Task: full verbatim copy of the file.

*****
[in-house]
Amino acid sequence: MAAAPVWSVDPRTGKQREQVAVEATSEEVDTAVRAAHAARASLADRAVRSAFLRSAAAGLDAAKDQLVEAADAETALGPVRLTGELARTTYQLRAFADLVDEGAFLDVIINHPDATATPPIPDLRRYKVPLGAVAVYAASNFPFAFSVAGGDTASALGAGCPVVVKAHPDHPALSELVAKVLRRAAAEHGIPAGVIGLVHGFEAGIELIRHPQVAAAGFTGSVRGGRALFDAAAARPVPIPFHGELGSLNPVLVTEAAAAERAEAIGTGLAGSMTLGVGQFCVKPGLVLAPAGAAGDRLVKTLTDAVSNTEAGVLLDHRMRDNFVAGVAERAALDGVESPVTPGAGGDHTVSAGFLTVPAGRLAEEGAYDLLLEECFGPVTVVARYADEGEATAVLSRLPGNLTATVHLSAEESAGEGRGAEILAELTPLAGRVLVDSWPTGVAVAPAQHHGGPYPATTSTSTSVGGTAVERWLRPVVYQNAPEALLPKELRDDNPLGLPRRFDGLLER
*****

[in-house]
Amino acid sequence: MAAAPVWSVDPRTGKQREQVAVEATSEEVDTAVRAAHAARASLADRAVRSAFLRSAAAGLDAAKDQLVEAADAETALGPVRLTGELARTTYQLRAFADLVDEGAFLDVIINHPDATATPPIPDLRRYKVPLGAVAVYAASNFPFAFSVAGGDTASALGAGCPVVVKAHPDHPALSELVAKVLRRAAAEHGIPAGVIGLVHGFEAGIELIRHPQVAAAGFTGSVRGGRALFDAAAARPVPIPFHGELGSLNPVLVTEAAAAERAEAIGTGLAGSMTLGVGQFCVKPGLVLAPAGAAGDRLVKTLTDAVSNTEAGVLLDHRMRDNFVAGVAERAALDGVESPVTPGAGGDHTVSAGFLTVPAGRLAEEGAYDLLLEECFGPVTVVARYADEGEATAVLSRLPGNLTATVHLSAEESAGEGRGAEILAELTPLAGRVLVDSWPTGVAVAPAQHHGGPYPATTSTSTSVGGTAVERWLRPVVYQNAPEALLPKELRDDNPLGLPRRFDGLLER